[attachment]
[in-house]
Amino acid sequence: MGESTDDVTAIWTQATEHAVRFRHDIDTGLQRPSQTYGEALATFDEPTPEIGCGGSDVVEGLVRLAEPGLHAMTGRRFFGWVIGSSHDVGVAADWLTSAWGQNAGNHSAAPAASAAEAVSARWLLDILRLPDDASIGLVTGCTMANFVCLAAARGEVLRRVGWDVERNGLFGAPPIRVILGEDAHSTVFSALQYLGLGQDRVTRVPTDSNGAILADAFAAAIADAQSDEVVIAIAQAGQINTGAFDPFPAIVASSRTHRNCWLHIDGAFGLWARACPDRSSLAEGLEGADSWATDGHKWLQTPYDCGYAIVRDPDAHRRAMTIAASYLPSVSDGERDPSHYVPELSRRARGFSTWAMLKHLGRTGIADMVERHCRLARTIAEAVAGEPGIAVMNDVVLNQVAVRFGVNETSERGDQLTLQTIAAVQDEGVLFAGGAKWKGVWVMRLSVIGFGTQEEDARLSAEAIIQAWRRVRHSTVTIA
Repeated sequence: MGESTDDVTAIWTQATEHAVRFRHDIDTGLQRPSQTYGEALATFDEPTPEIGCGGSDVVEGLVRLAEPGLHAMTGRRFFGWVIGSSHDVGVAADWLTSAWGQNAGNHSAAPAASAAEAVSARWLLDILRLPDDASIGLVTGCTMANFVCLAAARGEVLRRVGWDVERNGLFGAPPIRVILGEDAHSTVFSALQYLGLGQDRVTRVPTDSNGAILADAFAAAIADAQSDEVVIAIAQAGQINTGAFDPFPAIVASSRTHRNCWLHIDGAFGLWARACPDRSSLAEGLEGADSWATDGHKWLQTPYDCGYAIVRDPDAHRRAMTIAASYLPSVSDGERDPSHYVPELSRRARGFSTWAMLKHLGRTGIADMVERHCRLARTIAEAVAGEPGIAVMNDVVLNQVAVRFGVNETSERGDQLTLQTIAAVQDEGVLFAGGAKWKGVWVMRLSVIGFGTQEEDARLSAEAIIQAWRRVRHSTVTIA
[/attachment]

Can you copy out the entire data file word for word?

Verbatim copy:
[in-house]
Amino acid sequence: MGESTDDVTAIWTQATEHAVRFRHDIDTGLQRPSQTYGEALATFDEPTPEIGCGGSDVVEGLVRLAEPGLHAMTGRRFFGWVIGSSHDVGVAADWLTSAWGQNAGNHSAAPAASAAEAVSARWLLDILRLPDDASIGLVTGCTMANFVCLAAARGEVLRRVGWDVERNGLFGAPPIRVILGEDAHSTVFSALQYLGLGQDRVTRVPTDSNGAILADAFAAAIADAQSDEVVIAIAQAGQINTGAFDPFPAIVASSRTHRNCWLHIDGAFGLWARACPDRSSLAEGLEGADSWATDGHKWLQTPYDCGYAIVRDPDAHRRAMTIAASYLPSVSDGERDPSHYVPELSRRARGFSTWAMLKHLGRTGIADMVERHCRLARTIAEAVAGEPGIAVMNDVVLNQVAVRFGVNETSERGDQLTLQTIAAVQDEGVLFAGGAKWKGVWVMRLSVIGFGTQEEDARLSAEAIIQAWRRVRHSTVTIA
Repeated sequence: MGESTDDVTAIWTQATEHAVRFRHDIDTGLQRPSQTYGEALATFDEPTPEIGCGGSDVVEGLVRLAEPGLHAMTGRRFFGWVIGSSHDVGVAADWLTSAWGQNAGNHSAAPAASAAEAVSARWLLDILRLPDDASIGLVTGCTMANFVCLAAARGEVLRRVGWDVERNGLFGAPPIRVILGEDAHSTVFSALQYLGLGQDRVTRVPTDSNGAILADAFAAAIADAQSDEVVIAIAQAGQINTGAFDPFPAIVASSRTHRNCWLHIDGAFGLWARACPDRSSLAEGLEGADSWATDGHKWLQTPYDCGYAIVRDPDAHRRAMTIAASYLPSVSDGERDPSHYVPELSRRARGFSTWAMLKHLGRTGIADMVERHCRLARTIAEAVAGEPGIAVMNDVVLNQVAVRFGVNETSERGDQLTLQTIAAVQDEGVLFAGGAKWKGVWVMRLSVIGFGTQEEDARLSAEAIIQAWRRVRHSTVTIA